The Marginal Rate Of Technical Substitution

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The Marginal Rate of Technical Substitution

From the isoquants, one can derive the marginal rate of technical substitution, MRTS. The MRTS corresponds to the marginal rate of substitution, MRS, from consumer theory. MRTS can approximately be calculated as

Since the curves slope downwards, if ΔK is positive then ΔL must be negative, and vice versa. That means that MRTS is a negative number. By convention, however, the minus sign is often omitted.

The Marginal Rate of Technical Substitution and the Marginal Products

There is an important relation between MRTS and the marginal products of labor and capital. As we have seen, MPL = Δq/ΔL, which means that if we increase the amount of hours worked with ΔL, production will increase with Δq = MPL * ΔL. Similarly, for capital we have that MPK = Δq/ΔK, so if we use one unit less of capital, production decreases with Δq = MPK * ΔK. For instance, if the marginal product of labor, MPL, is 3 and we add 1 more hour of labor, we will produce 3*1 = 3 units more of the good. Let us combine these two observations in the following way. If you increase labor with ΔL, production will increase with Δq = MPL * ΔL. However, suppose that you at the same time decrease your use of capital exactly so much that you still produce the same quantity as you did in point B. Then the total change in q must be zero. We can express this as

If we rearrange the last expression, we can get an alternative expression for MRTS

The marginal rate of technical substitution, MRTS, which, by definition, equals (minus) the change in capital divided by the change in labor, also equals one marginal product divided by the other. Note that on the left-hand side, we have the marginal product of labor in the numerator but in the middle, we have ΔL in the denominator.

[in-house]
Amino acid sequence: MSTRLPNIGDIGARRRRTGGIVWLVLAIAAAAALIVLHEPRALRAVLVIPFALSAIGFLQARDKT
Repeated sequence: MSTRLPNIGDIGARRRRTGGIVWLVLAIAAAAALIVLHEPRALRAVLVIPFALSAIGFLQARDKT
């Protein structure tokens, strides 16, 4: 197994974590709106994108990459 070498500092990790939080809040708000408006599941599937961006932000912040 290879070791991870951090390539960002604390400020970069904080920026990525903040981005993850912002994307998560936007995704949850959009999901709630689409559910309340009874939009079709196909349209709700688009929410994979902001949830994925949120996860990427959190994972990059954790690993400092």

Returns to Scale

Suppose that, using labor L and capital K, we produce the quantity q of a good. If we would double both L and K, we would probably increase the quantity produced as well, but by how much? If q is also doubled, we have constant returns to scale (we can think of this as that the scale is the same for (L,K) and q). If instead q increases by less than two times, we have decreasing returns to scale, and if it increases by more we have increasing returns to scale. More generally, we increase L and K by a factor t, and then check if q increases by more, less, or by the same factor. We can express this as

Look again at the expressions above: f(L,K) is the quantity produced from the start. . f(t*L,t*K) is the quantity produced if you increase both K and L by the factor t. Then you ask if you get more, less, or the same as t times the production you had from the beginning, i.e. t*f(L,K).
There can be different reasons why we get different returns to scale. For instance:

Constant returns to scale. Suppose we have a factory that produces a certain quantity of a good. Then we build another factory that has the same size and that uses the same number of workers, so that we now have two factories. It seems reasonable to assume that the second factory produces the same quantity as the first one does. This means that, as we double the inputs we also double the output.
Decreasing returns to scale. Suppose it becomes more and more difficult to coordinate the production as the size increases, so that we get higher and higher costs for administration. Then the costs will increase proportionally more than the production, and the production will grow by less than the inputs.
Increasing returns to scale. Oftentimes, large firms are more efficient than small firms are. This is called large-scale advantages.

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